The NHL, over the past year, has decided that it needs to cut down on blindsided hits to the head. The fact that the NHL never took action until after a number of high-profile players were seriously injured is beside the point; what matter is that the league and the players decided the time had come when dangerous hits to the head, even if not from an elbow, would be punished accordingly.
They even have a video describing exactly what is defined as a blind side hit. Let's add another example, shall we?
At 11:21 of the second period, Daniel Paille of the Boston Bruins blatantly hits the Stars' Ray Sawada up high and from the 'blind side', coming at Sawada from more than a 90 degree angle as Sawada carried the puck into the zone. His shoulder connects directly with Sawada's head and the young forward was lost for the rest of the game.
Here's video of the hit, highlighting the Dallas Stars broadcast:
Much more after the jump....
Just so we cover all our bases, here's coverage of the hit from the NESN broadcast.
I honestly don't understand how anyone could watch that hit and claim it wasn't blindside, that it wasn't illegal or that it wasn't a blatant shot to the head. That I've even had to argue this tonight is unfathomable. This hit is a perfect example of what the NHL is trying to crack down on, and I don't understand how it can be seen any other way.
First, Paille came at Sawada from behind and to this side -- the exact definition of "blind side". He launched himself up and into the hit, his shoulder connecting with Sawada's head as his feet left the ice. While it wasn't an elbow, the shoulder has been deemed just as illegal on blindside hits, and we saw tonight just how devastating they can be; Sawada never played another shift in the game.
I'm not going to sit here and say it was "intent to injure" as I think anything short of a Marty McSorley out on the ice is tough to prove as such. I do know that I'm astounded that any player on the Bruins, of all the teams in the NHL, would launch himself at an opponent in this way, at that spot on the ice and from that direction. The Bruins have likely lost their best player for his CAREER because of blindside hit to the head, and yet it's apparent that players such as Paille have certainly not decided to curb their violent ways.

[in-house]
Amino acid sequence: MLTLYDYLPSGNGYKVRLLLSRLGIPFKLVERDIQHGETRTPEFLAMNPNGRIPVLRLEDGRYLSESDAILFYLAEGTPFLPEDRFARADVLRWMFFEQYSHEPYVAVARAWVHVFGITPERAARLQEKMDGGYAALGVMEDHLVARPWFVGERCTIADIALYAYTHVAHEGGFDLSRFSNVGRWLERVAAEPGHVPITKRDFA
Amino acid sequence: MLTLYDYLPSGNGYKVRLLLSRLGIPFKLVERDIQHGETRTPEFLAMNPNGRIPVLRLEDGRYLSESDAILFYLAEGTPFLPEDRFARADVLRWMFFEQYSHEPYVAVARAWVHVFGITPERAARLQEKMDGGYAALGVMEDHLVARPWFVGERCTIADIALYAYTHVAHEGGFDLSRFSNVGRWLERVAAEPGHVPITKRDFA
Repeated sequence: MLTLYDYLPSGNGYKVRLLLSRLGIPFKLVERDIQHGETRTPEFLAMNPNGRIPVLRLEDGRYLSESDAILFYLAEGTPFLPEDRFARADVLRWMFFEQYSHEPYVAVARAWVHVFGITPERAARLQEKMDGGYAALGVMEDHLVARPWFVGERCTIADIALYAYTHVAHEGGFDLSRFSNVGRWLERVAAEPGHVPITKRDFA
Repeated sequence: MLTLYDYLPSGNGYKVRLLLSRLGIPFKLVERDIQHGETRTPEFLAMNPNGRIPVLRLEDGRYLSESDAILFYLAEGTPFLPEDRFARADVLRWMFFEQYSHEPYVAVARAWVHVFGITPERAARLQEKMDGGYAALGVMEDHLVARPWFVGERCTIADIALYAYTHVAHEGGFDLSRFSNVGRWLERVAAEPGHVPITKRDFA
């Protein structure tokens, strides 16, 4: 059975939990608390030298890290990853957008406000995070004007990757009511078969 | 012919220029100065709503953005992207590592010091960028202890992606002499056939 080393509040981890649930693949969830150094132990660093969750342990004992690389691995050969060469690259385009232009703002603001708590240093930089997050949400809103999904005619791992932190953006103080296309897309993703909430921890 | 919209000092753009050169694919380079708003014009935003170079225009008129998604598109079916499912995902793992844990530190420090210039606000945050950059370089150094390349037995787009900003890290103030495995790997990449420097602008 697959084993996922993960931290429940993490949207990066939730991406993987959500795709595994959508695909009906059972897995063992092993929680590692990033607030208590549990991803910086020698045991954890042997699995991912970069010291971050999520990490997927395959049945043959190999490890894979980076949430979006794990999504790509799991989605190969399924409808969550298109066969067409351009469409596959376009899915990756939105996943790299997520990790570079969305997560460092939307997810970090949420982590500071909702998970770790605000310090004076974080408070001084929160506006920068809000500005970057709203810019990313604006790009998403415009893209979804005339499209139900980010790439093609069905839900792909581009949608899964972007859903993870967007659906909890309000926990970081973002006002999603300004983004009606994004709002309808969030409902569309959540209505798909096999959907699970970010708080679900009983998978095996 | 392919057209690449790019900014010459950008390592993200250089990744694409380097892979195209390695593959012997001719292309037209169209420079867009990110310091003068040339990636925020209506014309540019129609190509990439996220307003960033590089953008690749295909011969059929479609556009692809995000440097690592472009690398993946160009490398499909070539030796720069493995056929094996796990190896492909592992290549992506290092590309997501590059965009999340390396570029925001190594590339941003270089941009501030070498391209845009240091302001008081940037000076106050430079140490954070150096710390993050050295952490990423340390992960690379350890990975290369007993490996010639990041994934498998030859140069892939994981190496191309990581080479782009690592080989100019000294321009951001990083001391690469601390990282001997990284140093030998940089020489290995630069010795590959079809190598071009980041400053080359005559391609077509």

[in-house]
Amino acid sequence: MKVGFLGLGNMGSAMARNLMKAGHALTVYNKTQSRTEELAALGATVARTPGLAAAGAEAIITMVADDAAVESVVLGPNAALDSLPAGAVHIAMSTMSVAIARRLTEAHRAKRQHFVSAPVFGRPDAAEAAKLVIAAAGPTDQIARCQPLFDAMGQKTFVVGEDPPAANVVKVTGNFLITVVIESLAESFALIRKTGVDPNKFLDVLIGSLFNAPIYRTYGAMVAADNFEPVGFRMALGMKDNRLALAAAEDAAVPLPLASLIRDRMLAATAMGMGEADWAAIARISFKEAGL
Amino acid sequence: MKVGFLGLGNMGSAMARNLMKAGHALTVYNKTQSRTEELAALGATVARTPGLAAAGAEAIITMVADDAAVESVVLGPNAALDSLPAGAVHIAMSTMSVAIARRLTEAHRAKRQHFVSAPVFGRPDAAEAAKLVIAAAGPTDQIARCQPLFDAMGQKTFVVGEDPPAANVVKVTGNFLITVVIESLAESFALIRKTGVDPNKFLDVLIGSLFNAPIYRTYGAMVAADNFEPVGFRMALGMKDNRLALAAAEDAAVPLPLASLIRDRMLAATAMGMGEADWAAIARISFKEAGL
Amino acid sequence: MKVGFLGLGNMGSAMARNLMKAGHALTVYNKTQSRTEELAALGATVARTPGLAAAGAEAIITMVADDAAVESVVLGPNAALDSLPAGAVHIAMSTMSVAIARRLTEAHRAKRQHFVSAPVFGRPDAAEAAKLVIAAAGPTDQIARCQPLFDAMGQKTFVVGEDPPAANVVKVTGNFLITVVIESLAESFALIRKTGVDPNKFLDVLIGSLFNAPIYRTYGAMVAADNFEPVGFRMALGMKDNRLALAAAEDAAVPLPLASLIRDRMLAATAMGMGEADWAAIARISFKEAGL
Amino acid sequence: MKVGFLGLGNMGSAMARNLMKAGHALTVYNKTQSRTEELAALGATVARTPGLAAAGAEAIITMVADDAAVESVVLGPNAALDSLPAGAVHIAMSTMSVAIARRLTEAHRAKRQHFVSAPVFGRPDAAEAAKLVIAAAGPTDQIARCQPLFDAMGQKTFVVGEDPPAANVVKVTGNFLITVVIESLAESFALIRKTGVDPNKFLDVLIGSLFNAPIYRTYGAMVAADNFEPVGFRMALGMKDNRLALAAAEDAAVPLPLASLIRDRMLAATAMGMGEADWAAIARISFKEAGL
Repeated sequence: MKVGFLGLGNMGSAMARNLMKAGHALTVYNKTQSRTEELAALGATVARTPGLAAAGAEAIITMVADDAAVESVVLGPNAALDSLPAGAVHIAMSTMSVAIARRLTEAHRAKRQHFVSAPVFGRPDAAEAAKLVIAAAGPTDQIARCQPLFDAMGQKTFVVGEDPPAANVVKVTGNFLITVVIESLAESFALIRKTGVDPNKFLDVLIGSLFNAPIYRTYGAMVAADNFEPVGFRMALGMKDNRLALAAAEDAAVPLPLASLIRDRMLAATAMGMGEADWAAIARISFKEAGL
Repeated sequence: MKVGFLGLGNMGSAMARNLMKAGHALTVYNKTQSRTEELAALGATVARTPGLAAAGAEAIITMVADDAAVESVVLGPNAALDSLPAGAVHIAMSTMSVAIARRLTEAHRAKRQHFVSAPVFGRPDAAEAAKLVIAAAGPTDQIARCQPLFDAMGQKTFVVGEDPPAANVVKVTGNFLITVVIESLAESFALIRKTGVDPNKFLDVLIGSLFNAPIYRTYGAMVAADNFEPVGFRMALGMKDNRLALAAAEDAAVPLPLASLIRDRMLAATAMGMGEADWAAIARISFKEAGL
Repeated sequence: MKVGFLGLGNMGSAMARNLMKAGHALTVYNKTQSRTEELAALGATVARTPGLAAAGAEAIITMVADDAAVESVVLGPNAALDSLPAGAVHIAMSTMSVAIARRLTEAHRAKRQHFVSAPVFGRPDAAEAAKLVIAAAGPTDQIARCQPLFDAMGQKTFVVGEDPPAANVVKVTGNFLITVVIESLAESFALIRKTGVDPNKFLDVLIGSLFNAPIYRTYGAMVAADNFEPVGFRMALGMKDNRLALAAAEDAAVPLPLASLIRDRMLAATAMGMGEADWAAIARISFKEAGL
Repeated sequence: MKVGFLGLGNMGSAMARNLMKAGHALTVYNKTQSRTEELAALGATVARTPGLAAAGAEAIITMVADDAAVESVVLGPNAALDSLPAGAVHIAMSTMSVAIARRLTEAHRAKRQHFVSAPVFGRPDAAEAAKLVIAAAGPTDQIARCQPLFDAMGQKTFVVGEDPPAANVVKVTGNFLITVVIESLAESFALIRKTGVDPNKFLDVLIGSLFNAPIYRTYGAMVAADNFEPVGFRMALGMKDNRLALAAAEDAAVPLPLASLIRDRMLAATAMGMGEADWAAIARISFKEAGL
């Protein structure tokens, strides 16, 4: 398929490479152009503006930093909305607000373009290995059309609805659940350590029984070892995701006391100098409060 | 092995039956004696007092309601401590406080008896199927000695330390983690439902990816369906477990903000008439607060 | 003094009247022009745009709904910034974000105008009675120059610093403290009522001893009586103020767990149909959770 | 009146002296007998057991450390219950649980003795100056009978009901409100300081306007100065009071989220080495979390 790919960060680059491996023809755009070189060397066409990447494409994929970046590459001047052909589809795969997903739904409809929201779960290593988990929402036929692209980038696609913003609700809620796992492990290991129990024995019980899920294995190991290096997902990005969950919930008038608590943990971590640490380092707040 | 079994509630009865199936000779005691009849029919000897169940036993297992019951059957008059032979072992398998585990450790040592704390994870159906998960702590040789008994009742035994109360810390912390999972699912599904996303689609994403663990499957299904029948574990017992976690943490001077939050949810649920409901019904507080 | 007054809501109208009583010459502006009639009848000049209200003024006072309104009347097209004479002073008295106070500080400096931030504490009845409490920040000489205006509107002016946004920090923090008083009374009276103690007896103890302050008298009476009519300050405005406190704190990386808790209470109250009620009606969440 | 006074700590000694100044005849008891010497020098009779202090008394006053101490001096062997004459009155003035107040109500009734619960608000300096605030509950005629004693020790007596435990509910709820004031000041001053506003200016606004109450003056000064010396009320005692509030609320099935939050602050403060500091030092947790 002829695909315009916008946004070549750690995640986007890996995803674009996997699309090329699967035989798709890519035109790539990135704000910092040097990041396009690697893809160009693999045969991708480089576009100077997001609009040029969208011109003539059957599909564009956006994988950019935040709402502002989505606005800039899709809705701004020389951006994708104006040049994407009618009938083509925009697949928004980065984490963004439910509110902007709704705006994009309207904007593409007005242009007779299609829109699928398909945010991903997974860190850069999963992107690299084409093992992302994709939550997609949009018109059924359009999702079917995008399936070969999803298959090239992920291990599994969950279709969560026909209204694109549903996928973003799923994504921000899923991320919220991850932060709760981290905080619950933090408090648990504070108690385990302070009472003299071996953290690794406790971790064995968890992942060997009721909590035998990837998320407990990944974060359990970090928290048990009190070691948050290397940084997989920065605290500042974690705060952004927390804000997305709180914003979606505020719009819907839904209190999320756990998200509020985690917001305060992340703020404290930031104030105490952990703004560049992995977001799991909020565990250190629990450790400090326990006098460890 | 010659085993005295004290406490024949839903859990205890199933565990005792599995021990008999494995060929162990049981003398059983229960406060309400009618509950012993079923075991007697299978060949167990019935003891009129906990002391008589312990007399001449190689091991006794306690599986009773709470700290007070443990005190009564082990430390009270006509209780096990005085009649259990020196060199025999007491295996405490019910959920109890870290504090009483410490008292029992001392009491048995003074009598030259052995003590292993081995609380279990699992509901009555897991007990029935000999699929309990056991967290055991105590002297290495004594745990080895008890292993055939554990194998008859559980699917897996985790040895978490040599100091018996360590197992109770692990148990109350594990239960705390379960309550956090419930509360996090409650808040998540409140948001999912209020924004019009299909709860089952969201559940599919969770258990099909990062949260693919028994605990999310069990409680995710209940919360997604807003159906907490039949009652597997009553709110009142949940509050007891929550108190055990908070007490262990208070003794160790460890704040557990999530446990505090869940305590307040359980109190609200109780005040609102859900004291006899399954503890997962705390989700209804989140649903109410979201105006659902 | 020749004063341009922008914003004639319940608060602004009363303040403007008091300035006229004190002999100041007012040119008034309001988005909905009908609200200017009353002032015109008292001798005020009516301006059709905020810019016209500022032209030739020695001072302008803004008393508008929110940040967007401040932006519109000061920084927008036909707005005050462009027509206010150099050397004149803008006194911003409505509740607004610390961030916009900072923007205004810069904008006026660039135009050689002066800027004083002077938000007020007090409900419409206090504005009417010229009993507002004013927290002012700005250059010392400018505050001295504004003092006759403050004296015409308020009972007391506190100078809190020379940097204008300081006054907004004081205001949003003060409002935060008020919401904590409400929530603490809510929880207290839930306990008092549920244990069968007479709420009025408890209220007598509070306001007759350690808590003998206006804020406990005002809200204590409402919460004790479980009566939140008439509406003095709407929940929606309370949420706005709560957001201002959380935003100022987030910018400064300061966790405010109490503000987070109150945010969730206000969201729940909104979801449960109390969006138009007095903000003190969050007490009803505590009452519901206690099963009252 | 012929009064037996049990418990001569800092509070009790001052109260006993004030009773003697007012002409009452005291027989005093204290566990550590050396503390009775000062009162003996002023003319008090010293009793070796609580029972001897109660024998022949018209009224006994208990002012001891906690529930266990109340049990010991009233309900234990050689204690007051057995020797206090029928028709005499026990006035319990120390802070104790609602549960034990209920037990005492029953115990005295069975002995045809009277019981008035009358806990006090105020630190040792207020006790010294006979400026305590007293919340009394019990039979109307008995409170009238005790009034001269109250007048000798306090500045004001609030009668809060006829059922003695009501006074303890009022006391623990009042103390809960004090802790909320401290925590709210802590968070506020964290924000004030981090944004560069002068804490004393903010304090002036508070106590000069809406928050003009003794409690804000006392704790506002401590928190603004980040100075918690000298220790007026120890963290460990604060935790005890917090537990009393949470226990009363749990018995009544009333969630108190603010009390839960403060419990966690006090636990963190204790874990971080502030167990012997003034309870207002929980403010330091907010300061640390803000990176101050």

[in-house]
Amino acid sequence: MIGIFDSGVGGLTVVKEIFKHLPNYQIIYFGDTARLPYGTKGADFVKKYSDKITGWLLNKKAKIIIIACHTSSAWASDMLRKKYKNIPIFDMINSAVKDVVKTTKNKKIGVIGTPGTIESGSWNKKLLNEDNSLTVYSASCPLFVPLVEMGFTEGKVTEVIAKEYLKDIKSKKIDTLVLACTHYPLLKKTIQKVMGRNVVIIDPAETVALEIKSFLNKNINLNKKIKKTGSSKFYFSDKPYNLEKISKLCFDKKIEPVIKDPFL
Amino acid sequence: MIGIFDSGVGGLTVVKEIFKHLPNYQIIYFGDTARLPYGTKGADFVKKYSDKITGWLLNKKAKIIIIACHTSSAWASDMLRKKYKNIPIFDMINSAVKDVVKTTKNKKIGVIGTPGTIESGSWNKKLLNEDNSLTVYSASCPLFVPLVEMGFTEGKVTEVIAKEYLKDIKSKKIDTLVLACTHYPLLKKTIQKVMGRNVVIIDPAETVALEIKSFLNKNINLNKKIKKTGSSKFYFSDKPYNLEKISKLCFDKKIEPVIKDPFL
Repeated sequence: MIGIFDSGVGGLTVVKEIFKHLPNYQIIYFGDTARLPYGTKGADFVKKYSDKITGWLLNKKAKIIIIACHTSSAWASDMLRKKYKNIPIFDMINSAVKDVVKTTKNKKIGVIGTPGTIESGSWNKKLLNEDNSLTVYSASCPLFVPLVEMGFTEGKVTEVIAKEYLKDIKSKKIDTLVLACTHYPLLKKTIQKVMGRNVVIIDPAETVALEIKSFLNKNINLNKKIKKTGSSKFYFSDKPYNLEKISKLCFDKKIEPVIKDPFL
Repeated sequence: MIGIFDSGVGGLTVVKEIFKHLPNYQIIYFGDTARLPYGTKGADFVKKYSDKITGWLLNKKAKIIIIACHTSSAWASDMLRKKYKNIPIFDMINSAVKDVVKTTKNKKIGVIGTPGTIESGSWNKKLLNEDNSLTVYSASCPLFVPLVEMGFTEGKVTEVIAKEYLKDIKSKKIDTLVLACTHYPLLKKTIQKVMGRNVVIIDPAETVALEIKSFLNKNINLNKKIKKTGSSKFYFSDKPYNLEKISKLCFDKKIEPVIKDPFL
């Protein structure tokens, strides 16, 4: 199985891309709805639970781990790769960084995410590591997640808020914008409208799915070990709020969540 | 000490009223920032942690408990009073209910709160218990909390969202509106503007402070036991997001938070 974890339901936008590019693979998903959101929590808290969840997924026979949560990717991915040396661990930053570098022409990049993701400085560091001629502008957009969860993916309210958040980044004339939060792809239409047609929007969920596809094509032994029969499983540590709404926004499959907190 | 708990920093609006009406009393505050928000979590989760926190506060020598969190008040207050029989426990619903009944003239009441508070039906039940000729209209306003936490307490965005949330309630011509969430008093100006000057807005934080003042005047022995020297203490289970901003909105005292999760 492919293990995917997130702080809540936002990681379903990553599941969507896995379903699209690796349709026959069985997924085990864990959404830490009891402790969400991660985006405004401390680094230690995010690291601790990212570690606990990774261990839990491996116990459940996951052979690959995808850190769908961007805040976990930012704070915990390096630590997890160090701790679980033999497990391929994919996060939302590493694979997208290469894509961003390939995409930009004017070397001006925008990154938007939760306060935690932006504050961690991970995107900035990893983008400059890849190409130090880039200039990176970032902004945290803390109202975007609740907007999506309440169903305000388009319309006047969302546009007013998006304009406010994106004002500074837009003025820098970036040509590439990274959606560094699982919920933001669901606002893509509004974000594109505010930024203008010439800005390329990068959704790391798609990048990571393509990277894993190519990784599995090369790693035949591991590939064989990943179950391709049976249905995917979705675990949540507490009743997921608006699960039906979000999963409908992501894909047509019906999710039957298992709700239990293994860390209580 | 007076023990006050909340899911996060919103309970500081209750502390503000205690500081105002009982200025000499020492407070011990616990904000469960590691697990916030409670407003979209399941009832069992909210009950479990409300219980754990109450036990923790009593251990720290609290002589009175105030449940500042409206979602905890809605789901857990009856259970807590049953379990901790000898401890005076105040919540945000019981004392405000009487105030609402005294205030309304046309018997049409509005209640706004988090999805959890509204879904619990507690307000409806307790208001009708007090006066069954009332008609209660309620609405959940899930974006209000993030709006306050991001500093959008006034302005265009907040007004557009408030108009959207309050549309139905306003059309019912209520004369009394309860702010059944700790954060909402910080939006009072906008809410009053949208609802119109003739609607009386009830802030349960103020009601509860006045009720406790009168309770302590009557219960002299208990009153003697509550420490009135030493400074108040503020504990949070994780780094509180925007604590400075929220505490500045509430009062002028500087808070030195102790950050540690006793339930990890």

Look, violent hits will happen in hockey. Some of them will be determined to be illegal and some of them will be intentional and most won't be. The Dallas Stars have some of the most physical players in the NHL and we see first hand nearly every night the fine line that has been drawn between a clean and hard hit and those that are "dirty" and illegal.
As a Stars fan, I've defended plenty of hard hits that were controversial and deemed illegal by the NHL. I've defended James Neal, Steve Ott and Stephane Robidas numerous times on hits that have gotten them suspended. But I will always be the first to say whether a hit is illegal or not -- even if it comes from a Stars player -- and I'll never claim a hit is illegal just because it came against the Stars. When it's a hit that comes from a player launching themselves, in open ice, at another player from anything other than in front of him -- that is always going to be an illegal hit in my book.
The fact is, this is one of the worst hits we've seen this season.
Paille was hit with a match penalty and a 5-minute major, which is what you would expect from the officials in this situation. The question is whether the NHL decides to add anything on to the automatic one-game suspension that comes with the match penalty -- something that is very questionable considering that the NHL turned a blind eye to the hit by Tom Sestito on Nik Grossman earlier this season.
Personally, I know that whatever punishment the NHL hands out won't be enough. Sawada isn't high-profile enough, and the hit wasn't as brutal. But if the NHL really is serious about cutting down on these hits, then eventually they'll have to hand out some very harsh punishments.
I know I'll be disappointed, however.